How Society Hill arrived at a “values” set
By Linda K. Harris
On Thursday evening, the last of three public forums was held at the Independence Seaport Museum to gather ideas and ideals that will form a grand plan for the future development of the Central Delaware River. About three dozen residents of Society Hill were among those who turned out to join in the discussion.
An affluent neighborhood filled with restored historic homes and elegant multi-storied new residences, Society Hill extends from Lombard Street north to Walnut and from Front Street west to Eighth Street. It is a community that enjoys theaters, fine restaurants, coffee shops and all of the amenities that are needed for daily living.
In the introduction to the public meeting, Harris Sokoloff, an expert in civic engagement with the Penn Graduate School of Education, encouraged the group to “speak your mind freely and make room for others to do the same.”
And that is precisely what happened.
The Society Hill contingency broke into four smaller groups and were led by moderators Bob Walker, Steve Newman, Beth Perry and Lisa Santer.
Mike and Marion Pulsifer are newcomers to Philadelphia, having moved here in September. While there are many things that attracted them to the city – the cultural life, the sense of community, its convenient location between Washington and New York – the waterfront was not one of them.
“You can walk all around Manhattan and they have a bike path,” said Mike Pulsifer. “I’ve walked to the river several times, but there’s no destination. This museum is the most exciting doggone thing on the river.”
Marion Pulsifer said she’d like to see lighting and landscaping along walkways. “It’s not an inviting access,” she said.
Laura Lane has lived on the east end of Society Hill for 19 years. She laments the lack of accessibility to the river that runs so near to her home, a concern that was repeated throughout the discussions all week. The traffic on Interstate 95 and Columbus Avenue came under fire repeatedly from residents who said it intimidated them or made it impossible for them to get to the river which, in fact, they said, belongs to them.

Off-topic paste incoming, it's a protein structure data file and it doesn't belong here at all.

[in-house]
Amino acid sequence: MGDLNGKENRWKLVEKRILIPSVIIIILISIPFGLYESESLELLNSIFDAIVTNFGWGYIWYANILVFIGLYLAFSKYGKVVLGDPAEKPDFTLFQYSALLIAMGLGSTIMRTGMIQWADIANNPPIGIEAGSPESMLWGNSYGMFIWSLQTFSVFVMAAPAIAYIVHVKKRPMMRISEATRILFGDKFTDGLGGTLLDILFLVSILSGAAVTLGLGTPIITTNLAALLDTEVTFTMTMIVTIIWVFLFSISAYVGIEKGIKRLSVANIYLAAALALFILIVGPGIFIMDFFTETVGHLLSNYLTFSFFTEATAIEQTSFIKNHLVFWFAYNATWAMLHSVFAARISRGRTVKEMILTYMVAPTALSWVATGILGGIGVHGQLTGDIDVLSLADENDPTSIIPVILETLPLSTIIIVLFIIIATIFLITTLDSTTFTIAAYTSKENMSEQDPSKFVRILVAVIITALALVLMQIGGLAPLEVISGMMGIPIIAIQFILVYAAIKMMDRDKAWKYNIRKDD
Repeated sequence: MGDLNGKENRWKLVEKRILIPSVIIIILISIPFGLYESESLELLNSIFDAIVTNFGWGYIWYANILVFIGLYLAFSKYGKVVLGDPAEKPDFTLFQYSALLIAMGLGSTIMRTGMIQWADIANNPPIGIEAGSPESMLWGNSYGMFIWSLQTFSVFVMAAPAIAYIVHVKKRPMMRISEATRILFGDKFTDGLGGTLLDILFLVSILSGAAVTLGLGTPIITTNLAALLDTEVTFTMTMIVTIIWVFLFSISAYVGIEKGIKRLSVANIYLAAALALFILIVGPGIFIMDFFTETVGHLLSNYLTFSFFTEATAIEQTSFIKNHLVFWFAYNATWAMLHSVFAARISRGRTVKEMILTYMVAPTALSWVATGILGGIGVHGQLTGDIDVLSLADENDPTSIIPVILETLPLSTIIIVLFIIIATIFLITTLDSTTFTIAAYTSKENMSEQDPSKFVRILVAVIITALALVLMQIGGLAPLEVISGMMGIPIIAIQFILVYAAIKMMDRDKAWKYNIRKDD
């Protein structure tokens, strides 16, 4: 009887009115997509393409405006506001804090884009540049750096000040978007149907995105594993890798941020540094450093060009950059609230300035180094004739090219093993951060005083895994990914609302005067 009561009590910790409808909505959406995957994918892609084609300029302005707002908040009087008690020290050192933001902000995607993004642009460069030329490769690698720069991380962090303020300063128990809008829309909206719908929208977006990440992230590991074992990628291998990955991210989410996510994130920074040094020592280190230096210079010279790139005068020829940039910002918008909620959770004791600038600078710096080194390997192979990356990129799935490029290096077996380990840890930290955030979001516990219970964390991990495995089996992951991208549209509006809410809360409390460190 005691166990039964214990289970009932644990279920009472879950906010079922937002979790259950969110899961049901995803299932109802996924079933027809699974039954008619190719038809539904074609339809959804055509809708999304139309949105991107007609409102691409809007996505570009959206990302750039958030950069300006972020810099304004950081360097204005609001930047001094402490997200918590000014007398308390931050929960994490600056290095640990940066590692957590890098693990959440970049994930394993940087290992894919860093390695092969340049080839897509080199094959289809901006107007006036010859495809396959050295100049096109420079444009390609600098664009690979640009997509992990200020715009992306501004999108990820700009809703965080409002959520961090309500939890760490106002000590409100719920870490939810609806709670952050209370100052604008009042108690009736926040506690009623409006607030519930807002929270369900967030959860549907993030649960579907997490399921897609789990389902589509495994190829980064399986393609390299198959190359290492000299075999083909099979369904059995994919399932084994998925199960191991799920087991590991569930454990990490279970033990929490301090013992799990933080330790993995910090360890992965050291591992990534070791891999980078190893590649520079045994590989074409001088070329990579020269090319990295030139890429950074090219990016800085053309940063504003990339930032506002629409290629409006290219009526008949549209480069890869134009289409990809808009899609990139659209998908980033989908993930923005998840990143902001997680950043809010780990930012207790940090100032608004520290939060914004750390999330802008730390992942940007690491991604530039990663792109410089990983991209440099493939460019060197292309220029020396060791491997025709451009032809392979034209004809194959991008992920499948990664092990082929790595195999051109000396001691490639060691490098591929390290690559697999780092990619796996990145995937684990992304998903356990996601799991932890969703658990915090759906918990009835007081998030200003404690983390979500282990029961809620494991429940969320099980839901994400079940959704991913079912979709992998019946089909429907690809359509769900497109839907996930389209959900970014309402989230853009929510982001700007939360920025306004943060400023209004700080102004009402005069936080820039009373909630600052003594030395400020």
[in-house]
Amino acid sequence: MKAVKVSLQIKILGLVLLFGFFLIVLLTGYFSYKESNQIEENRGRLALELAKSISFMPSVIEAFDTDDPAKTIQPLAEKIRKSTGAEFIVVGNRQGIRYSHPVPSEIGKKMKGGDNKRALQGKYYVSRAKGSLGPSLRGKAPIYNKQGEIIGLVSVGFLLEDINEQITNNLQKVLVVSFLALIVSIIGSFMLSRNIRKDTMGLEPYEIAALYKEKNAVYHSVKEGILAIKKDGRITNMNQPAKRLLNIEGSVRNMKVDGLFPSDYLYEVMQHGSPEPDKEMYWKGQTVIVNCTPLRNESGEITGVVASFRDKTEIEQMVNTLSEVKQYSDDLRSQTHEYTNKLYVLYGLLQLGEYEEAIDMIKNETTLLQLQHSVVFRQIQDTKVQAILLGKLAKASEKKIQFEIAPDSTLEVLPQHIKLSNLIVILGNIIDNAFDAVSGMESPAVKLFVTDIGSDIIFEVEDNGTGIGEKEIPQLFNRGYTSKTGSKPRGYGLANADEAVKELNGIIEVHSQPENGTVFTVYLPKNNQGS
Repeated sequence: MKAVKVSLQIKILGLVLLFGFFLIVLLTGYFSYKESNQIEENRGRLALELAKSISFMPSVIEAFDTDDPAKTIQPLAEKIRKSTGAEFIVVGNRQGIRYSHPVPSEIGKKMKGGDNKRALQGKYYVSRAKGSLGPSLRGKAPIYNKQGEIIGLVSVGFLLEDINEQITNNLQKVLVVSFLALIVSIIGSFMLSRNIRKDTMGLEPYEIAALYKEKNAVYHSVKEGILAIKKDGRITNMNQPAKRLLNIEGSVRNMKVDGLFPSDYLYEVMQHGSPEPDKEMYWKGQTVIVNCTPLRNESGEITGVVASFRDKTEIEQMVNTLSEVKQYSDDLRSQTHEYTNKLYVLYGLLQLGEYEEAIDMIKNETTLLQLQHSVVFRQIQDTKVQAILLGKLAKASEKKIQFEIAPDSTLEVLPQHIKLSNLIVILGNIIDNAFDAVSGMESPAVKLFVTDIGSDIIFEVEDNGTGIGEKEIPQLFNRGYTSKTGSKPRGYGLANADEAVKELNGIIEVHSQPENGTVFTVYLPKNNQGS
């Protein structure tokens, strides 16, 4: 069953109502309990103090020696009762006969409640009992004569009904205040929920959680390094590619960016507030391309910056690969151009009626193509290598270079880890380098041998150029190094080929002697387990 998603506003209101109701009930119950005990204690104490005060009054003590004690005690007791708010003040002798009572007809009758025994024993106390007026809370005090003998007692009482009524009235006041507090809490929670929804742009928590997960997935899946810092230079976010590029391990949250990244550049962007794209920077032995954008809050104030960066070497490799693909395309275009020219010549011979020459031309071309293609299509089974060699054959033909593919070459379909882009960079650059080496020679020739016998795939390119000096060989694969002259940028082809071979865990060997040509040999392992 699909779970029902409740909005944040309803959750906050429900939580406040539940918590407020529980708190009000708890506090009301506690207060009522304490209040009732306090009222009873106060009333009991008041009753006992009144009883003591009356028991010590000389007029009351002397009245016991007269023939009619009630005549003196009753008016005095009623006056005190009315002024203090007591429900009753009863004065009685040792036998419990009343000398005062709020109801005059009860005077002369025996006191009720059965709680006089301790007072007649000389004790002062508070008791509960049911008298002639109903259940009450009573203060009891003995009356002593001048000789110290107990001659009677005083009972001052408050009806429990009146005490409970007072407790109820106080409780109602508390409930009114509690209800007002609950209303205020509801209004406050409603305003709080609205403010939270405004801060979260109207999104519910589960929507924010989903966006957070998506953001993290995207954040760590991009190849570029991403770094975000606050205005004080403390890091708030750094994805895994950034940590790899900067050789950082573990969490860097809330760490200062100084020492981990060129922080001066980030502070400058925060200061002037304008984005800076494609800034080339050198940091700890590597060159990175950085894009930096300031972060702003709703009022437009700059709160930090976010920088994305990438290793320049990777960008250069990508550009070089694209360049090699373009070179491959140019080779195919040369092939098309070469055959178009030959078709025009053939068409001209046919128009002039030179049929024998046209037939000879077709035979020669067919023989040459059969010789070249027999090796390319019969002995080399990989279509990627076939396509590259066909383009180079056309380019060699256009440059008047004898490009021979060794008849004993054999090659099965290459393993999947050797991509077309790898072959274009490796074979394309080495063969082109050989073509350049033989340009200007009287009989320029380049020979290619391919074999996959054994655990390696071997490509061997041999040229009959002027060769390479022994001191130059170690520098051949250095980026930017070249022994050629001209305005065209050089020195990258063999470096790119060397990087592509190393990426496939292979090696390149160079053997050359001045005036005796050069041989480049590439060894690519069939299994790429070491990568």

In addition to the river, Lane wanted to make sure access to the sky was preserved, meaning that she wanted the scale of construction kept human.
“I don’t want to be closed in by buildings,” she said.
Along with accessibility, Elayne Bloom was concerned about the safety of the riverfront. “We value safety and we have it in Society Hill, but we feel we don’t have safety on the waterfront.”
Residents suggested cafés, small shops and entertainment venues as attractions.
“There aren’t enough people using the waterfront which contributes to the feeling that the waterfront isn’t safe.”
Casinos were not what they had in mind, and some residents expressed disappointment that the casinos seemed already to be on their way, and that nothing could be done about it, even though they weren’t really welcome in the neighborhoods.
After much interaction and discussion, the Society Hill groups re-formed into one and compiled a joint list of their concerns. They were:
* accessibility to the river
* open space and open vistas
* sense of community, meaning integrating the riverfront and its activities into the neighborhood
When the more than 300 people who attended the evening sessions, regrouped, Bernice Hamel, a 20-year resident of Society Hill, drew a hearty response when she addressed the crowd.
“Some of the communities we live in right now were reborn by the people who live there. People organized, pioneers came into the neighborhood.”
The same thing can happen with the riverfront, she said.
“As skeptical as we are, we should keep a level of optimism, and I do think there is hope.”
Linda K. Harris writes from and lives in South Philadelphia